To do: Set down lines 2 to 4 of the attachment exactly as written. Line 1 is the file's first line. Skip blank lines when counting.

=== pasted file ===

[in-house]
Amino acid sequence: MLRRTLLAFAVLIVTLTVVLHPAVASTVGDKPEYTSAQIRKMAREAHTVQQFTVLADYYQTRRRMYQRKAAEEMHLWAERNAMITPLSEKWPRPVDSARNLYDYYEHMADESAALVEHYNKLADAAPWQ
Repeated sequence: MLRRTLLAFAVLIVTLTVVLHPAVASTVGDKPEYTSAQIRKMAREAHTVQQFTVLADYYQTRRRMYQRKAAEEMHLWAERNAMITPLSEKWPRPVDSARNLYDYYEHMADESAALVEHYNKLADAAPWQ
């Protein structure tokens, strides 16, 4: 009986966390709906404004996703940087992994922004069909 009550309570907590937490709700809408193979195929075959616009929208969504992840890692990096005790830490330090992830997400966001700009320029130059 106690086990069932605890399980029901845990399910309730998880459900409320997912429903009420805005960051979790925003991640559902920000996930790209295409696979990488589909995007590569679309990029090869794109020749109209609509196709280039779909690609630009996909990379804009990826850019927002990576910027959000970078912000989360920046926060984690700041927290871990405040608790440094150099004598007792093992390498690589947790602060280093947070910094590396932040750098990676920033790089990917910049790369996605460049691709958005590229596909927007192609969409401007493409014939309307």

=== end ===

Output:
Amino acid sequence: MLRRTLLAFAVLIVTLTVVLHPAVASTVGDKPEYTSAQIRKMAREAHTVQQFTVLADYYQTRRRMYQRKAAEEMHLWAERNAMITPLSEKWPRPVDSARNLYDYYEHMADESAALVEHYNKLADAAPWQ
Repeated sequence: MLRRTLLAFAVLIVTLTVVLHPAVASTVGDKPEYTSAQIRKMAREAHTVQQFTVLADYYQTRRRMYQRKAAEEMHLWAERNAMITPLSEKWPRPVDSARNLYDYYEHMADESAALVEHYNKLADAAPWQ
């Protein structure tokens, strides 16, 4: 009986966390709906404004996703940087992994922004069909 009550309570907590937490709700809408193979195929075959616009929208969504992840890692990096005790830490330090992830997400966001700009320029130059 106690086990069932605890399980029901845990399910309730998880459900409320997912429903009420805005960051979790925003991640559902920000996930790209295409696979990488589909995007590569679309990029090869794109020749109209609509196709280039779909690609630009996909990379804009990826850019927002990576910027959000970078912000989360920046926060984690700041927290871990405040608790440094150099004598007792093992390498690589947790602060280093947070910094590396932040750098990676920033790089990917910049790369996605460049691709958005590229596909927007192609969409401007493409014939309307």